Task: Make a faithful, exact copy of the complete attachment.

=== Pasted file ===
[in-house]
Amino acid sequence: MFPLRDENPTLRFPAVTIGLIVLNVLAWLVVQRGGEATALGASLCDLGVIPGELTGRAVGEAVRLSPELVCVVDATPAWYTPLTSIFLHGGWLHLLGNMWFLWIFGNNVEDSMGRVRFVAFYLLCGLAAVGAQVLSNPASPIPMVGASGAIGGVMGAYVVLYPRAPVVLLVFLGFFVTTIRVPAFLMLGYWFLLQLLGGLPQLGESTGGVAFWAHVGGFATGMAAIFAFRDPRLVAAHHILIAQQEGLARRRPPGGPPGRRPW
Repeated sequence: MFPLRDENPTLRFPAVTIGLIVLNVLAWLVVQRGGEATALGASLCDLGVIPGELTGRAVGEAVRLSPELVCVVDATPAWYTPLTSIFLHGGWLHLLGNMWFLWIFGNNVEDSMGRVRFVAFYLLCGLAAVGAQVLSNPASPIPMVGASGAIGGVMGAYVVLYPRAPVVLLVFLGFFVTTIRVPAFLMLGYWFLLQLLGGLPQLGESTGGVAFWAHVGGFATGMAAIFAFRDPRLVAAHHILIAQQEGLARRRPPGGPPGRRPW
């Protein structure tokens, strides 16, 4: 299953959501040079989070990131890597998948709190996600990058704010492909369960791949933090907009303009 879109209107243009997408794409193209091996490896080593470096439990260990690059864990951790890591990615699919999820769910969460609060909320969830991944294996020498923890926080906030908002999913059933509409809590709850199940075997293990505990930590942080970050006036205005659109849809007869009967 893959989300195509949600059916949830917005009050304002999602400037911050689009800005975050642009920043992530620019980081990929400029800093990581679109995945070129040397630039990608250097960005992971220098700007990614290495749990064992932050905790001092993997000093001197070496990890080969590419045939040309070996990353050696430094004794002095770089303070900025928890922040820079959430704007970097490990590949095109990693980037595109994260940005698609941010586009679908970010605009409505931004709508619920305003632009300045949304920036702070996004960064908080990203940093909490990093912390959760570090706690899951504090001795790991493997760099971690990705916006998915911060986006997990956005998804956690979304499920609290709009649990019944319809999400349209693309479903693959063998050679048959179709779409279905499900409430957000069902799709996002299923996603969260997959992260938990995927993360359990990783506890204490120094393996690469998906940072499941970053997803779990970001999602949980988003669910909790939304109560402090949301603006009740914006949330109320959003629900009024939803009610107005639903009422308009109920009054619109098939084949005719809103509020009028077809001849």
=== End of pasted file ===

[in-house]
Amino acid sequence: MFPLRDENPTLRFPAVTIGLIVLNVLAWLVVQRGGEATALGASLCDLGVIPGELTGRAVGEAVRLSPELVCVVDATPAWYTPLTSIFLHGGWLHLLGNMWFLWIFGNNVEDSMGRVRFVAFYLLCGLAAVGAQVLSNPASPIPMVGASGAIGGVMGAYVVLYPRAPVVLLVFLGFFVTTIRVPAFLMLGYWFLLQLLGGLPQLGESTGGVAFWAHVGGFATGMAAIFAFRDPRLVAAHHILIAQQEGLARRRPPGGPPGRRPW
Repeated sequence: MFPLRDENPTLRFPAVTIGLIVLNVLAWLVVQRGGEATALGASLCDLGVIPGELTGRAVGEAVRLSPELVCVVDATPAWYTPLTSIFLHGGWLHLLGNMWFLWIFGNNVEDSMGRVRFVAFYLLCGLAAVGAQVLSNPASPIPMVGASGAIGGVMGAYVVLYPRAPVVLLVFLGFFVTTIRVPAFLMLGYWFLLQLLGGLPQLGESTGGVAFWAHVGGFATGMAAIFAFRDPRLVAAHHILIAQQEGLARRRPPGGPPGRRPW
């Protein structure tokens, strides 16, 4: 299953959501040079989070990131890597998948709190996600990058704010492909369960791949933090907009303009 879109209107243009997408794409193209091996490896080593470096439990260990690059864990951790890591990615699919999820769910969460609060909320969830991944294996020498923890926080906030908002999913059933509409809590709850199940075997293990505990930590942080970050006036205005659109849809007869009967 893959989300195509949600059916949830917005009050304002999602400037911050689009800005975050642009920043992530620019980081990929400029800093990581679109995945070129040397630039990608250097960005992971220098700007990614290495749990064992932050905790001092993997000093001197070496990890080969590419045939040309070996990353050696430094004794002095770089303070900025928890922040820079959430704007970097490990590949095109990693980037595109994260940005698609941010586009679908970010605009409505931004709508619920305003632009300045949304920036702070996004960064908080990203940093909490990093912390959760570090706690899951504090001795790991493997760099971690990705916006998915911060986006997990956005998804956690979304499920609290709009649990019944319809999400349209693309479903693959063998050679048959179709779409279905499900409430957000069902799709996002299923996603969260997959992260938990995927993360359990990783506890204490120094393996690469998906940072499941970053997803779990970001999602949980988003669910909790939304109560402090949301603006009740914006949330109320959003629900009024939803009610107005639903009422308009109920009054619109098939084949005719809103509020009028077809001849």